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mo. l. miller & co., proprietors. | An Independent Journal: For the Promotion of the Political, Social, Agricultural and Commercial Interests of the South. jlewis*, grist, p?bii?her.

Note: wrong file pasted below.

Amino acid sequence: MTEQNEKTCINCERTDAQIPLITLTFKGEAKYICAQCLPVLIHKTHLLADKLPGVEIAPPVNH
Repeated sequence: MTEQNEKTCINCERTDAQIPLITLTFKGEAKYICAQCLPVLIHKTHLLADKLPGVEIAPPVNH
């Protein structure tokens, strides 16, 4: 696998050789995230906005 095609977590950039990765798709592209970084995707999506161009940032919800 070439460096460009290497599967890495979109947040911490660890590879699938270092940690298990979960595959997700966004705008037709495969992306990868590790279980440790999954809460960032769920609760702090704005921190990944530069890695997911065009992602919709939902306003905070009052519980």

VOL. 4. YORKVILLE, S. C., THURSDAY, FEBRUARY 25, 1858. NO. 8. imui . Cjjotce Jcctrj). j THE OLD THIRTEEN STATES. j < ! i God bless the good old thirteen States, God bless the young ones, too, Who cares for musty birth-day dates? God bless theru?old and new. ; f The old ones first our freedom gained, I Iu bloody fights of yore, ' The young ones have their rights maintained, ! ' As the old ones did before. j t Of South, or North, or East, or West, Twin sisters all they be ; j I One mother nursed them at her breast, V And that was liberty. J And tuny the wretch whose linnd shall strive i To cut their vital thread, * Be scorned while in this world alive, a And scorned when he is dead! B Now, fill the bowl with nature's wine, Let's drink "God save the King," 1 The only King by right divine, ^ The Sovereign Feople King ; For they're the only King I own, t All others I despise, Rut finil that raitrns nn heaven's throne. : The King that never dies. c c 01 may that scepter wide extend p O'er every land and sea, Without beginning, without end, And conquer to set free! A Jill Freedom's banner stands alone, 0 A beacon jn the sky, p And no other Lord shall own, But he who rules on high. 11 IIIMIMI a %\\ Original Sforg. ) . .1? s Writleu for the Vorkville Enquirer, D ISABEL; OB, THE LOST CHILD, I ? t BY A LADY OF LAURENS, S. C. c 0 Again kind reader do we meet, ? And each other gently greet, n To roam once more in fancy's bower h /\.nd beguile a weary hour. t] calm and beautiful was the night, t The fair moon was shining bright, V And sparkling in her trauquil ray, c The waves like a mirror lay. r Stars decked the firmament above, a Like gems on a brow we love; v Isles lay panting in the deep, Like fair bosoms wrapt in sleep. What ther, kind readers do t?e see * A moon, sky, anil islc-geraiped sea? 1 All Nature calm, and bright, and blost, gave one sud, care-troubled breast. v On a far island sleeping bright, ' A deed of horror chilled the night. And blood smells through the fragrant bow'rs - ^ Blent with the fragrance of the flow'rs. Afric's sable sons that night we see, 0 I'n bloody Uiapghts pledgee} t,e free, i a py white men leu?they sect their prey, And no master sees the day ! ? We deem it unnecessary to enter into a fi detailed account of the awful tragedy, pre- a suming that our readers have all heard of the St. Domingo insurrection and its awful c consequences. Those who have not, will ' c ?nd tile particulars painted targe, in the I 21 contemporaneous histories. J tl Our story is only connected with the for- tl tunc and fate of one family, who were resi- tl ding at that time upon the ill-fated island. t< Mr. DeVere, accompanied by his young fi and lovely bride, left his home in La Belle, p-r^ncc, and settled t^pon a lapge plantation y iq St. Jjomingo. They had lived upon that t' isle until they had throe children?all daugh- p ters?and really loved their adopted home t and country better than their native land.? c They owned a great number of slaves, who a all appeared happy and contented. Upon ,s Jfcat memorable night, Mr. DeVere and fam- a ily retired ro rest. i*o presentiment of com t ing danger disturbed their quiet repose? c wheu suddenly the fire of musketry aud the a yells of the savage 1110b aroused them. I j Springing to his feet, Mr- DeVere rushed I s out upon the piazza, where he was met by j \ of his o^ti spryants, a lad of a'qout If 11 3qmmers, who quickly and hurriedly told ' 1 him of the intended massacre, and of his determination to save the family if they < would follow him. His master listened in amazement to the astounding story, and did i not speak until the report of a gun near by, \ warned hiui of the danger in delav. and con- r ; ' y ~ ? - ^_ - e ijnnpd tup fit Phillip's vyor^s. Hur- f iiedly telling his terrified wifo, and collect- i t iug a few valuables, he and his family set! 1 out leaving everything?to follow a slave j ] ihey did not know where. But they knew j j that Phillip would not have attempted to j < rescue them, unless he thought that he would ! ] S^cge^d, ?>rjd fcr.cj same way prepared, for ho i well know that if he was eaught attempting ] such a thing, his life would be the forfeit. < Upon arriving at the 'oriuk of the ocean, 1 Phillip unmoored a little boat, and when all \ were safely ou board, quietly rowed out upon \ the bosom of the mighty deen. Wishing to i uast a tarewcii look upon their onoe happy, i oh i so happy home, which they were fast ' leaving and forever, they all turned and cast i one look behind, and what a sight met their i eyes ! The land of their adoption, and the birth place of their children, aud theirpleas- i ant hemp for many years? was enveloped iu i one sheet of flame. I i They stop and turning gaze, while o'er their brow, | And burning cheek, pure breezes freshly blow, What meteor bursts, with sudden blaze, on high, ! O'er the blue clearness of the starry sky ? Awful it rises like some Genii form, Seen 'midst the redness of the desert 'jtovr.:. And dote and r,:inr,vet, ,iver, wood, and height, 4?rQtp dim perspective start to ruddy light. Oh Heaven! the anguish of their souls, The rage, though fruitless, yet beyond control, Yet must they cease to gaze and fly For well they know to liuger is to die. Tears fell thick and fast, and prayers asnnndorl tn find fnr their Saffitv SO far. and tumiug to Phillip, Mr. DeVere a^keq him : in what way they could ever repay him, their I preserver, for rescuing them from so awful , and bloody a death. <Oh, never mind mas- j tor,' said the faithful servant, 'I have not got you quite safe yet. Wait until we get j to the ship.' 'Great God, we thank thee,' j exclaimed Mr. and Mrs. DeVere in one j breath ; 'we shall then be saved.' This was I the first intimation they had of Phillip's intentions, or what means he had prepared for heir safety. They soon afterwards reached he ship, and on board met several saved in ike manner as themselves, by the fidelity of i slave. The vessel soon left the vicinity of ?t. Domingo, and it was not until the vessel had been sailing some time, that Mr. DeVere started from his weeping family and 'riendsto hunt up Phillip, and bring him to eccivc their thanks and future protection ; )ut after looking all through the ship, he vas forced to come to the conclusion that Phillip was not on board. Then he bitterly epented his negligence in not looking him ip sooner; and upon joining his wife in the labin, they both knelt and offered up a prayer o Almighty God that Phillip, their savior nd preserver trorn worse tnan aeatn, mignt lot be killed by the revengeful blacks upon lis return to the island ; but that he might ivc long, and that they might be allowed he privilege of rewarding him at some future ime. The ship touched at several places upon ts passage to Kichmond, Virginia; and aaong others, at a small trading port occulied by the Indians on the coast of Florida, rhere the captain stopped for several hours. Irowds of the dusky sons of the forest came n board, for the purpose of exchanging the ruits which grow in such wild luxuriance n that delightful country, for tobacco, beads nd other trifling articles. After leaving his Indian village some little time, Mrs. Defere missed her eldest daughter, Isabel.? learch was immediately made, but the mising child, the darling of her parents, oould 10 where be fouud. Various conjectures i-ero formed by all on board, but the current elief of almost the entire company was, that he little girl was accidently drowned. Who ould paint the grief and heart-breaking agny of the berea^d parents. She was their xst born?cradled in their arms while the ialo of romance yet shone bright about their aarriage life, and the golden oloud of hope inged the dim form of their future. She ms endeared to them by many ties and assoiations; she was their fairest child, and aound her, clustered all her parent's pride, mbition, and hopes of future happiness, rhen Isabel would not only be a belle, but he hope and stay of their declining years, t is true, they had two other daughterc, but hey were quite small, and not near so inteligent or sprightly looking as their more faored sister. The vessel, finally, after a cry short passage, arrived at Richmond. It was well for 3Ir. DeYere that he had >een brought up in a mercantile house, for iow that he had to support his family by his wn exertions, it was easier for him, without h}' capital, to become a clerk, than anything Ise, for he could not speak or read the Knlish language correctly, and would have ouud it hard to earn a support for his family t anything else except clerking. Mrs. DeVere employed a governess to take harge of her daughters manners and eduatioo, and Mr. DeYere received a large iiary ac "head clerk in a wholesale house in tie oity, and all would have been well with :ie DeYere family if Isabel had only been here; but her fate was enveloped in mys;ry, and even the thought of her was painall to her afflicted parents. Ouc beautiful night, Mr. DeYere pre?:uj i.:, in vW'i-u HjJUU iiio >riiw: iu auuuuipaiijr iiiui vu he Theatre, which had been such a favorite lace of resort in other days, that her affecionate husbaud thought it would amuse her iow, and cause her to forget her troubles for i short time at least. She would not conent to go, however, without her children, .n? jf thfiy Vicnt, the guVOVueSo must go oo. So they all went. The theatre was lensly crowded, for the play was Othello, md the actors good It was just at that >art in the tragedy where the jealous hushaud lands bj the couch of his sleeping wife, vith the pillow in his hand, ready to pouimit hp fatal dped. iijvery eye was tjxed anxiousy upon the staga,?some even were weeping ?when lo ! there burst a startling cry? < Fire 1 Fire!:" A sudden panic seized every person withn the walls of the theatre. Mr. DeVere, vith his wife, rushed towards the door; the governess with a child hy each hand quickly bilowod, but in the bustle and confusion o: he awful moment, parents and children, lusband and wife, were seperated. Mrs. DeVere reaccd the street after being almost stifled with smoke and nearly crushed to loath by the frenzied crowd. She rushed aome, expeptiog thus a she loved already here, where she was met at the door by Mr. DeVere who eagerly inquired where the jhildren were ? Neither of the excited rvirrmtc Vinrl ?ftftn thft littlft crirls sin ftp thftV r""""'""'" v..~ ..VW~ J, J ivere till together near the door, and sad to tell, the eyes of that father and mother sever again rested upon the loved couuteumces of either of their children upon earth, fhe agonized father rushed franticly back to the theatre in search of the absent daughters, where he was seriously injured by some of the falling timbers, and was carried home lifeless. Ilis wife received his inauiuiate form, and thiuking him dead, and that the last and only tic to this world was severed, fell lifeless upon the floor.? Although they were comparatively strangers, in a strange land, they received every attention. The agonized wife and mother was * . 1 .1 _ l' j restores re (;pnscioasuei..i, iue waugiea body of Mr. DeVere was bound up and a gentlo opiate adiniuistered, and soon the suffering patient sank into a gentle slumber. The composing draught which the physiciau gave him was a blsssed nepenthe producing oblivion and repose. Bright rose the sun Oh ; not for mortal tcays Doth nature wcetler frop her career, Nor'is the earth less smiling or less fair, though breaking hearts her gladness may not share. O'er the cold urn the beam of summer glows, O'er fields of blood the zephyr freshly blows ; Bright shines the sun, thought be dark below, And skies arch cloudless o'er a world of woe. Pright and fair was the day after the burning of the theatre, and it was a day long to be remembered by the inhabitants of Kichmond. Hundreds had been hurried from time to eternity withot warning, many families were left desolate, while the survi vors went weeping and mourning about the streets. The city seemed to be one vast scene of desolation and sorrow. Mr. DeVcre gradually grew worse and worse, and finally died. He had just lived long enough in Richmond to establish himself anew? to bring around him a circle of fond acquaintances?and?to die? All that kindness could do to cheer his sufferings?all that christian sympathy could effect, was freely, gladly done; not only for the dying man, but for his almost distracted wife, who now felt that her last hope of happiness in this world was gone. She must now weep and dwell aloue? Her husband was gone, the breath had fled, And what had been, no more should be : The well known form, the welcome tread, 0 where are they and where is he ? I know that you, gentle reader, will sympathize with the bereaved and lonely Mrs. DeVere. She had many kind friends, some of whom were also weepingand mourning for friends and relatives, whose bodies were destroyed by that devouring element. They had not even the consolation of rendering the last offices of love and friendship to them upon earth. Mrs. DeVere told her sympathizing friends that nothing but the anticipation of a joyful, most joyful re-union, with her husband and children in that better land, could sustain her under the presure of present misery, and cheer her through her lonely pilgrimage upon earth. The. thought that she would meet them in Heaven would be a greate comfort to her? "Hope springs eternal in tlie human breast? Man never is, but always to be blest; The soul, uneasy and confined from home, Rests and expatiates in a life to come." In winding up her husbands affairs, Mrs. Devere had but a small pittance left. Then she recollected her husbands last words to her: 'Annie, my wife, write to my sister or her husband in Louisiana, for I have to leave you alone and almost penniless I am afraid. You know Judge Harper is wealthy, and you can make your home with them.' She therefore wrote in compliance with her husbands wish, to Judge Harper, who immediately upon the recipt of his sister-in-law's lottcr, started for Richmond, where he arrived, and offered Mrs. ReVere a homo with him, and urged her to prepare to start for New Orleans as soon as possible. Again we see Mrs. DeVere upon the bosom of the deep blue sea. She had a pleasant voyage, and soon landed in the city of New Orleans. Judge Harper did not reside in the city, but spent most of his time with his family at his plantation. His oarriage soon arrived, and, accompanied by Mrs. DeVere, he left New Orleans for his country home. The residence was situated upon the banks of the river Teche, and was surrounded by gardens, the shrubberry of which reached to the waters edge, and the hedges of rose apd hawthorn, of lemon and ovango, every where met the ravished eye. The family consisted of the Judge and his lady, two daughters, and one son. All three of the children were grown?the boy was the eldest. He was studying law in New Orleans, and not being at home, we will not at present introduce him to the reader. When A! Pfl PA npritror] ?i f PncAi-illn ^ fKo l^iU' I v * V> util T VU UU i.iV/OV/ I liiv ^lliv country residenoe of her husband's sister) she was met at the door by Mrs. Harper, her sister-in-law, who received her very kindly, and taking her by the hand ushered her into the sitting room. Mrs. Harper was a fine looking, fashionable woman of the world, a real votary of pleasure, and uofc one oaloulated I to render Mrs. DeVere happy in her dependent situation. Judge Harper was very different from his wife?he was a generous whole-souled man. His son and youngest daughter resembled him in disposition, but ! Avcrilla, the eldest daughter was her , mother's counterpart, Soon after Mrs. I)ej here's arrival, she was presented by Mrs. ! Harper to her eldest daughter Avcrilla.? j , She was indeed a creature to be worshiped ; ; homage was the atmosphere in which she i had always lived. She had always breathed that spiced and perfumed air, but she was an impetuous, impulsive, and proud girl, and although ahc was very beautiful, she was not calculated to win the love and confidence of any one at first sight. Iler haughty look, her flashing black eye, and scornfully turned lip, rather repelled than invited confidence, Mrs. DeYcre rather shrank from than reciprocated hey protestations of love and pleasure ! at seeing, and welcoming to ltoseville, her j dear aunt, thinking her words were matter of form, not siucere, and from her heart.? I But how different were her feelings when Flora, heryouugest niece, came shyly into the room. She had an pvprgssjoq very sad und wistful?oo dreamy that once seen she | oould not be forgotten. Her large languid j eye, would hauDt the memory like the iin! age of a young, doubting, half despairing j soul, contemplating the chauces and the inj evitable sorrows of the life upou which it is 1 entering. Flora had ft brow open and fair, i eyes deep dark and liquid, a pure complexion | bluely veiued, and a slight graceful gentle torm \ all signs or tnat exquisit, sensibility > which saddens the beholder, as if they indicated a texture too frail for the rough handling of life. Mrs. DeYeye tbat she could repose the utmost oontidence in Flora?that in all her sorrows and troubles, she would meet with ready sympathy from Flora?that in fact her youngest niece would supply the place of those who were gone.? In the mansion of Judge Harper, Mrs. DeVere was surrounded by every thing that heart could desire, every luxury that wealth c,Ov\ld procure, and with Flora as a companion, sho was contented, if not happy. And when at last the forest so lately clothed in a foliage of living green was fast assuming the golden tints of Autumn, and here and there a naked bough with prophectic desolation waved its arm across the sky indicating the approach of winter, considerable preparations were making at lloseville, for the family spent their winters in New Orleans. We will accompany them to Judge Harper's family abode in the city, and bidding them adieu for a short time, with yourpermission, reader, return to the cost of Florida, and see if we can solve the mystry of Isabel DeVere's disappearance. Before taking leave ol our friends, we will wish them a pleasant winter in the gay city, hoping we will meet them all well and happy upon our return. The sun was calmly sinking to rest behind the western hills, as an Indian hunter wended his way along the margin of a pure, clear stream. The jarring elements were hushed to peace, and nought was heard on the flowery banks of that silver stream, save the rustling of the leaves, fanned by the balmy zephr?the planter flitting from shrub to shrub, chanting his merry lay, and numberless smaller songsters, whose notes, though not so sweet, added variety to the concert. This Iudian hunter was a fair sample of the brave race to which he belonged. His statute was gigantic, and he had the bold quick tread of one who had wandered frequently and fearlessly among the terrible hiding-places of nature. He had a mind which education and motive would have nerved with giant strength, but growing up in savage freedom, it wasted itself in dark, fierce ungovernable possions.? Oswingo?this young Indian?was on his way to the wigwam of the old Indian chief, where resided Talula, a fair Indian maid, daughter of the chief, and the pride of his heart. He had traded with the captain of a vessel that day for several articles, and was carrying them as presents to Talula, when his attention was suddenly arrested by seeing a child apparently asleep reclining upon the green sword. Pausing, he examiued her attentively; she was not one of his own race, although her olive complexion and raven hair, bespoke the resident of a Southern clime. Her head was resting upon her arm, and her raven curls fell around her like a sable veil, not hiding, but enhancing the perfect beauty and symmetry of her childish face and form, and the pearly tears upon her rosy cheek, spoke plainer to the Indian's heart than words could tell, that she was unhappy, and had wept until sleep had sealed her bright eyes, and stopped for a time the fal ling tear-drops. The hunter drew near the fair sleeper to examine her more closely, when she opened her eyes and looked wildly and anxiously at him. Then uttering a scream she spraDg to her feet, and started off like a frightened deer; but Oswingo caught her arm and gently spoke a few French words to her, some of which he had learned from the captains of vessels trading upon the coast. She looked eagerly into his face, and enquired for her mother and father, but poor Oswingo did not understand what she said. He had said all that he knew in French. He could not make her understand his language, but taking her hand, he pointed to the setting sun and then in the direction of the village, and walked on, leading the trembling child. When he arrived at the wigwam, he led the little girl up to Talula, who was alone in the wigwam, aud placed her little white, soft hand into the hand of the Indian maid, and speaking to her kindly, told the story of bis finding the little pale face asleep in the woods, and now he wanted her to take care of her and keep her. Poor Isabel (for of course, my reader, you have guessed it was her) looked bewildered, and the bright black eyes began to fill and the tears to course each other down the pale cheek; but Talula smiled kindly, and taking Isabel upon her lap, stroked und smoothed her raven curls, and brushing the tear drops from the beautiful dimpled cheek, pressed her lips upon them caressingly. Isabel looked at Talula, and smiled through her tears. With her, we will take a look at the maid. Her starry eyes were fringed with lashes as dark and silky as the raven ; her eyebrows were arched like two bows of ebony?herlips were painted blue, and her nails were tinged with gold-colored henna; her slender form, graceful as the neck of theswan clearing the waters of her own blue lakes; and her tiny foot, and agile step, elastic as the tread of the young panther upon the quicksands of her native stream. Never having been thwarted in any way in her life, she was gay and happy The next morning, when Isabel awoke, slip felt as every one does in coming out of j the kind oblivion of sleep, the full weight of her calamity. She seemed translated to a new world. Every object around her was savage?so different to her own peaceful home was the rough uncomfortable wigwam; and how great the contrast between her own gentle mother and the dusky maid, Taluk. But as the morning advanced, and she felt the cheering influence of the sun, and heard the notes of familiar birds?the voices of old friends?her spirit revived, and she was calm and serene, if not happy. The ordinary sorrows of childhood are easily assuaged, but Isabel's were not common sorrows. She was not old enough, however, to comprehend at first, the novelty of her peculiar situation. She only knew that she had wandered too far from the vessel, and was among strauge people, whose language she did not understand?th&t 9he was separated from all she loved, for how long she did not know. But she had no idea that her father or mother would rest until she was found, for they must have seen her walking upon the beach, and knew of her leaving the vessel. But when days swelled into weeks, and then months rolled by, and no change in her situation was made by time, except that she had learned to understand and speak to her new friends, she became reserved in her manner, and often sat all day in tearless silence. But the waters of bitterness were gathering fearfully at their fountain, and she would have to roam through the forest to indulge the bitterness of her grief alone, and view those charms which even grief had not deprived of their power to soothe if pp.t please. She could not fprtge'? hills and streams of hei dear native isle, or the blue skies that bent like a blessing, above her childhooh's home. Oh ! when would she see her loved, dearly loved, birthplace again ? I Time passed on?Isabel grew morebeauti ful every day, and showed such a fondness for : her protector, Oswingo, that Talula became i jealous, and treated poor Isabel unkindly, i and even harshly; this, added to the rest of her sorrows, weighed her down with grief.? She was young?but sixteen summers had passed since her eyes first opened upon this world of sorrow. Three years ago she was ' happy in her father's house?now she was separated fromc all who were near and dear : ?in a strange country, amongstrange beings ?and no prospect of ever seeing father or mother?her dear, devoted mother. Will ? i..?:? ouc HCVUI u^aiu uc IUUUIJ uuiuasuu ui iuviu^ly pressed to the maternal bosom ? Oh ! is there any love iu all this extended sphere of existence which bears any comparison with the tender deep affection between a mother and a child. Talula watched Oswingoand the pale face all the time, and if at noy time Oswingo came in and finding Isabel's eyes suffused in tears, would try to comfort her. Tulula's jealous car caught every word, and the least expression of affectionate regard would arouse the sleeping demon, and she would dart an angry glance first at Isabel and then at Oswingo, which would make her recoil and fill him with alarm. He was aware of Talula's strong passions, and of her devoted love for him,and those quick, searching looks, revealed to him what she might feel towards a rival. Hay after day passed on and Oswingo saw plainer and plainer that Isabel, was not safe under the protection of Talula alone. The jealous girl was miserable?she saw that when the faithless Oswingo was present, his eye continually rested on Isabel and when he was absent, it was plain that his heart still lingered with her. The brilliant feathers of birds, their curious eggs, wild flowers, and every pretty treasure of the forest, were laid at her feet, and Oswingo was sufficiently rewarded with even a faint r...... t..?i: auiuu iiuuj i^duti a uu^ni upsj wijcu ?uiuia felt that she would give even life itself, for one such proof of his love. She neither ate nor slept?her form wasted, and her face became so haggard that Isabel shrunk from her as from some blighting demon. One evening, just at twilight, Oswingo and Isabel were alone together. He Jcagerly seized upon that moment to make his feelings known to Isabel, and in the universal language of a loving nature, he said, <Oh ! Isabel why repine and waste so many hours fretting and weeping for the friends you have lost? ]3e my loving squaw?let my home be thy home?and my people thy people.' She was rather stunned by this proposition, but quickly recovering her self-possession she replied. Oswingo, you are betrothed to ; another; Talula is your promised bride?how , can I, a poor dependant upon your bounty seek, or even wish to supplant her in your affections? No, no, my kind friend, I do not wish to render Talula unhappy ; she has been my protectress and friend, my almost mother. I3ut my good friend, I shall always ; love you for your kindness." And bursting into tears Isabel arose and left Oswingo alone, i Telula had been wandering about some I time?she could not be still?and seeing Isa- , bei and Oswingo in earnest conversation, unpcrceived, approchcd near them just as Isabel said she would always love Oswingo. Telula did not wait to bear more, one word only?love?of which she felt the full import, penetrated to her brain. She instant- 1 ly resolved on a project, to which, though t i i ? _ _ 1 . 1 most aDnorrenc to every gooa ana generous feeling of her nature, she was stimulated by the madening passions of love and jealousy. She resolved upon one thing?to get rid of Isabel at all hazards, notwithstanding the dif- : ficulty or the fearful obstructions opposed to i her design ; for that Oswingo watched her with an eagle's eye she new. There were among her tribe certain supernatcd women, mostly blind or crippled, pretending to super-natural powers and dealing in charms and witchcraft. These bedlames 1 1 were held in undefined and superstitious awe by young and old. They dressed themselves in strange and fantastio attire, and wore hideous masks to heighten the effect of their uncouth appearance. They were avoided by all, through mingled emotions of 1 fear and detestation. Telula availed her 3 self of this superstition to effect her design, I knowing that if she placed Isabel in the hands of one of these women for a short time, until she could get rid of her altogether, she would be safe from detection, 1 for Oswingo would never search for her I there. She, therefore, went that night 1 when all were asleep to the house of one of these beldames who lived upon the sea cost, and telling the old hag her story, begged her I to aid in concealing the pale face from her faithless lover. She readily complied to secrete Isabel for a time, and Telula promised to meet her soon again, and they would arrainge the best plan for getting rid of her altogether. to be continued. City Farming.?A friend of ours who has a taste that way, has indulged a little in city farming. His particular idosyncrasy was to supply his own table with fresh eggs and home-made poultry, and that he did.? Having a taste, too, for statistics and domestic as well as political economy, he kept an aooount, charging his ducks and hens with what they eat, and crediting them with what they gave him to eat. The principal food was corn at SI a bushel, or corn meal at three cents a pound. For the many crumbs that fell from a rich man's table into their insatiate maws he said nothing, nor for their ' attendance. A small charge was made for interest upon a plain bouse, fixtures, and necessary conveniences of a poultry yard, 1 and the purchase^ feed. At first there was ' a family feeling of intense satisfaction over i the fresh eggs, broiled chickens and fat i ducks. True, it was thought that 'father ' was foolishly pai ticular, to have all the eggs ? counted and meat weighed,' but that they submitted to in view of the sweet results.? ' They bragged some of "our poultry yard," and so a year passed, and then the books were posted, to show the profit and loss of city farmiug. We shall not give the items; the gist of the operations was that the eggs cost eighty-seven cents a dozen and, the broiled chickens and fat ducks 81 50 a pouud. The poultry yard is for sale.?X. Y. Tribave. Miscellaneous easing GENERAL JACKSON'S TOILET. The genial temper of President Buchanan, his easy, pleasant manners and racy convernnf i/\n U n rr/\ nlwA/iJf* MAn ! i r> > n r??<A A 4 ajuuu, uavc aucauj icuucicu uuu a ?icai favorite iu society, abroad as well as at home, and few of our public men have laid up such a stock of amusing and valuable reminiscences. There is oue anecdote which he tells of General Jackson which is 30 characteristic of the old hero that it is worth preserving. The President relates that one day, during the administation of Old Hickory, he went to the White House to ask permission to present to him the celebrated Miss Betsy Canton. Gen. Jackson readily assented, and named the next day for the interview. At the appointed hour Mr. Buchanan repaired with his fair charge to the Presidential mansion, and leaving the lady in one of the drawing-rooms he mounted to the private cabinet of the President. To his great surprise and disappointment, he found the General buried in his books and papers, and attired in a plain morning dress, his chin uDshaved and his favorite pipe in his mouth. The Senator from Pennsylvania was grievously embarrassed. He was apprehensive that if he announced Miss Canton's presence, the gallant veteran would descend all in nrr/tige as he was. Mr. Buchanan did not like to expose the renowned belle to such a shock as that, and on the other hand he equally dreaded offering a suggestion to the fiery old hero. There was no alternative, however, and he had to state that Miss Canton was waiting the General's presence in the green drawing room. Up jumped Old Hickory at the first word, and laid down his pipe. There was not a moment to be lost, so Mr. Buchanan, iu a timid and apologetic manner, ventured to observe that "the lady could very well wait till the President had shaved himself." The General saw what he was driving at, and shook his frizzled head at him like the mane of an enraged lion. "Buchanan" thundered out the impetuous old man, "did you ever hear of the man in Kentucky who got rich by minding his own business?" Without stopping to say whether he was acquainted with the remarkable person in question, the experienced Senator fled from the storm, and took refuge with his lovely companion down stairs. In a few minutes afterward, the hero of New Orleans entered the room with that dignity of manner which no man knew better how to assume, and great was Mr. Buchanan's relief to find that not ouly was his face quite virginal in its smoothness, but that he was got up in his best black suit, with boots of faultless radiance. Mary Maloney's Idea of a Lover.? 'What are you singing for?' said I, to Mary Maloney. 'Oh, I don't know, ma'am, without it's because me heart feels happy.' 'Happy, are you, Mary Maloney? Let me see; you don't own afoot of land in the world ?' Foot of land is it ?' she cried with a hearty Irish laugh. 'Oh, what a hand ye be after for joking, why I hasn't a penny, let alone the land.' 'Your mother is dead ?' 'God rest her soul, yes,' replied Mary Maloney, with a touch of genuine pathos, 'may the angels make her bed in heaven.' 'Your brother is still a hard case, I sup pose.' ?Ab, you may well say that. It's nothiDg but drink, drink, drink, and beating his poor wife that he is?the creature.' 'You have to pay your little sister's board?' 'Sure, the bit creater, an' she's a good little girl, is Hinny, willing to do whatever I axes her. I don't grudge the money that goes for that. 'You haven't many fashionable dresses, either, Mary Maloney?' 'Fashionable, is it ? 0, yes, I put a piece of whalebone in me skirt, and me calico gownd looks as big as the greatladies. But then ye says true, I hasn't but two gowns to me back, two shoes to me feet, and one bonnit to me head, barring the ould hood ye gave me.' 'You haven't any lover, Mary Maloney ?' '0, be off wid ye?ketch Mary Maloney getting a lover these days when the hard times is come. No, no, thank heaven, Ian't got that to trouble me yet?nor I don't want it. There was mo sister that married in ould Ireland, she took up with a lover at the time I took down wid the measles?an shure, I got well first. She used to go about pinin' and sighin' till me very heart was achin' to see her so dolemfullyj but by and she got married, and her husband drinked and bate her, and so that's all she got for her sorrow. Ketoh this Marv Malonev takine any such j J 0 0 distress on her as that.' 'What on earth, then, have you got to make you happy ? A drunken brother, a poor helpless sister, no mother, no father, no lover, why, where do you get all your happiness from ?' The Lord be praised, Miss, it growed up in me. Give me a bit of sunshine, a clean dure, plenty of work and a sup at the right time, and I'm made. That makes me laugh and sing; and then if deep trouble comes, why?God helpin' me?I'll try to keep my heart up. Shure, it would be a sad thing if Patrick McGrue should take it into his head to come and ax for me, but the Lord willin', I'll try to bear up under it.' The last speech upset my gravity. The idea of looking upon a lover as an aflictioo was so droll I But she was evidently sincere, having before her the example of her sister'a husband, and herdrunken brother.?Boston (Hire Barnch. Sam Patch.?We find in an old paper the following account of the last leap of the famous and fool hardy Sam Patch, who lost his life in jumping over the Genesee Falls, at Rochester, N. Y. It will be remembered that he had before leaped off the Genesee Falls, and also at Niagara. His last leap was tnken November 13, 1829. This singular and presumptuous being has indeed made his 'last' jump. Friday, 13th instaut, at the hour appointed, in handbills which had been previously circulated, headed 'Sam's Last Jump,' the banks of the river on each side below the falls, for nearly half a mile were crowded with spectators. Sam appeared amid the shouts and 1 L~ il.. VI A iiuriuus ui me e* pet; taut uaaeujviagc. xx, stage had been erected twenty-five feet higher than the brink of the precipice, making the height about a hundred and twenty feet from which he was to leap. He bad before jumped from the precipice without injury, and now determined to prove by experiment, (in his own language,) that some things can be done as well as others, ascended the stage, and was again greeted by the cheers of the spectators. Sam addressed those immediately below for a few moments in a language that seemed to say he half anticipated the result of his rashness. After adjusting his dress, he bowed to the vast assemblage on either side of the unenviable station, then on the other, and deliberately leaped off, was for a moment in mid-air, and then engulphed in the abyss beneath. We stood near where he struck, and for a moment after he left the stage, heard not a word. Every heart beat with a dread suspense and every eye was strained to behold his rising; but they saw him not, for the water still engulphed its victim. At length, when not a wake or sign gave further clue to hope, the halfformed shouts of joy died into the breathing murmurs of 'He's dead.' 'He's gone !' and in a moment the vast crowd knew full well its truth, and turned half aside to conceal} the horror that they felt. Thus has Sam \ Patch, who had rashly, buttill now uninjured sported with the law of nature, given us an example that vain and mortal man may not \ trifle with the bounds prescribed by an omnia cieofc trod. The body has not yet Deen toana. Too Good to be Lost.?The following good one from the Memphis Bulletin, is too good to be lost: Vinot Un.?We have a friend?or, with the emphasis of the inimitable Toodles, we have a friend, who, for the nonce, we shall call 'the Major,' thought his right to the prefit is somewhat questionable. Now the Major has had, through life, one besetting sin, and that is an unconquerable love of a certain game of cards known as vivgt un, which is the French for twenty-one. This well known game, a fat wife and a large family, arc about the only weakness that can be laid to the Major's charge. How often he has been married the record sayeth not, nor is it important. Suffice it that during over thirty odd years of the Major's wedded life, as his wealth increased and his hairs become gray, one after another, in regular succession, his board was honored with the presence of miniature editions of himself, until the number had reached twenty, when the Major concluded things had gone far enough and should be stopped. But they did'nt, as the Major in due time found out, for he had calculated withouteonsulting his wife. There were indications of another bond of union and well-springof happiness. The Major became nervous, for his nomenclature was exhausted. In his desperation, ho finally declared that the coming heir to his name and fortunes, whether boy or girl, be named vingt un. In vain the old woman remonstrated. The Major was inexorable. The new comer, be- ** "" ing the twenty-first, should wag his way through life with that appropriate title. Iu an ante-room the Major' awaited the announcement of the little stranger's sex. The nurse appeared, and tp the Major's horror, whispered the terrible word?twins: ?uu8tea, by thunder,' yelled the Major, " ichy didn't I stand on twenty ?" What the People of Kansas Think of tne Agitation.?The people of Kansas, who wish to have an opportunity to mind their own business, free from the trouble that the political demagogues of both parties in that Territory are producing, are beginning to speak out through the press in favor of settling the agitation by giving them a State Constitution immediately. The "Kansas Daily Ledger," published at Leavenworth City, says: "Niggers is not the great bone of contention in Kansas, and those who cry out most lustily for 'nigger' or 'no nigger,' haven't money enough, as a general thing, to buy a plug of tobacco with. The real bone of contention is power and the spoils; and the poor nigger is made to bend and bow to suit the purposes of these political demagogues, that they may ride into power and obtain some of the spoils:?and that's all. The free State party nor the pro-slavery party of Kansas care anything about the moral condition of the niggers, but they must have a text to preach from, (a hobby to ride,) and the 'poor nigger' has been preached in all his aspects throughout our land. "Let Congress attend to their own business, and let us attend to ours. We are heartily sick and tired of this infernal nigger agitation ; we have had a surfeit of it?it injures our business, blasts our prospeots and keeps up a continual strife. Let Kansas be admitted into the Union, somehow or other, and with some kind of a Constitution, that we may have peace." ? Why was Pharaoh's daughter like a broker ? Because she got a little prophet from the rushes on the bank. young man without moneys among the ladies, is like the moon on a cloudy sight . ?he can't shine. . _ .